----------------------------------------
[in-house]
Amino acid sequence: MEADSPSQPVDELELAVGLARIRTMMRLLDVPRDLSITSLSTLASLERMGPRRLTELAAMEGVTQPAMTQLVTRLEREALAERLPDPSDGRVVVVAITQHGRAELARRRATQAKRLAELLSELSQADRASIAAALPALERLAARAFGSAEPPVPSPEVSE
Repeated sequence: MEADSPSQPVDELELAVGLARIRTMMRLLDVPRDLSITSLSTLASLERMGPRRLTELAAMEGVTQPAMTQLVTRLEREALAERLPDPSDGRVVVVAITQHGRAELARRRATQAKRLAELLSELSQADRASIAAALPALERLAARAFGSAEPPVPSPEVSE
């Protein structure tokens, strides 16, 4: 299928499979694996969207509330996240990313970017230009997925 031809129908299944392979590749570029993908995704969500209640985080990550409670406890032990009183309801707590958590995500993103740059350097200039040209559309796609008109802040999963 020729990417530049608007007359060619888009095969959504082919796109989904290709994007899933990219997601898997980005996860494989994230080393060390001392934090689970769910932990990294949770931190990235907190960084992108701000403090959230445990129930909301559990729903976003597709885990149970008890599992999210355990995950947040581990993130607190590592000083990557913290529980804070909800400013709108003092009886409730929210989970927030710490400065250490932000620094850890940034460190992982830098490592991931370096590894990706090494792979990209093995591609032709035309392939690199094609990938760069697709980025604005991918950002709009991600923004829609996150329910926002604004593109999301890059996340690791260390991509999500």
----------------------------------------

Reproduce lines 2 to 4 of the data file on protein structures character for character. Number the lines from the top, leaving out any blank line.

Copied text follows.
Amino acid sequence: MEADSPSQPVDELELAVGLARIRTMMRLLDVPRDLSITSLSTLASLERMGPRRLTELAAMEGVTQPAMTQLVTRLEREALAERLPDPSDGRVVVVAITQHGRAELARRRATQAKRLAELLSELSQADRASIAAALPALERLAARAFGSAEPPVPSPEVSE
Repeated sequence: MEADSPSQPVDELELAVGLARIRTMMRLLDVPRDLSITSLSTLASLERMGPRRLTELAAMEGVTQPAMTQLVTRLEREALAERLPDPSDGRVVVVAITQHGRAELARRRATQAKRLAELLSELSQADRASIAAALPALERLAARAFGSAEPPVPSPEVSE
């Protein structure tokens, strides 16, 4: 299928499979694996969207509330996240990313970017230009997925 031809129908299944392979590749570029993908995704969500209640985080990550409670406890032990009183309801707590958590995500993103740059350097200039040209559309796609008109802040999963 020729990417530049608007007359060619888009095969959504082919796109989904290709994007899933990219997601898997980005996860494989994230080393060390001392934090689970769910932990990294949770931190990235907190960084992108701000403090959230445990129930909301559990729903976003597709885990149970008890599992999210355990995950947040581990993130607190590592000083990557913290529980804070909800400013709108003092009886409730929210989970927030710490400065250490932000620094850890940034460190992982830098490592991931370096590894990706090494792979990209093995591609032709035309392939690199094609990938760069697709980025604005991918950002709009991600923004829609996150329910926002604004593109999301890059996340690791260390991509999500």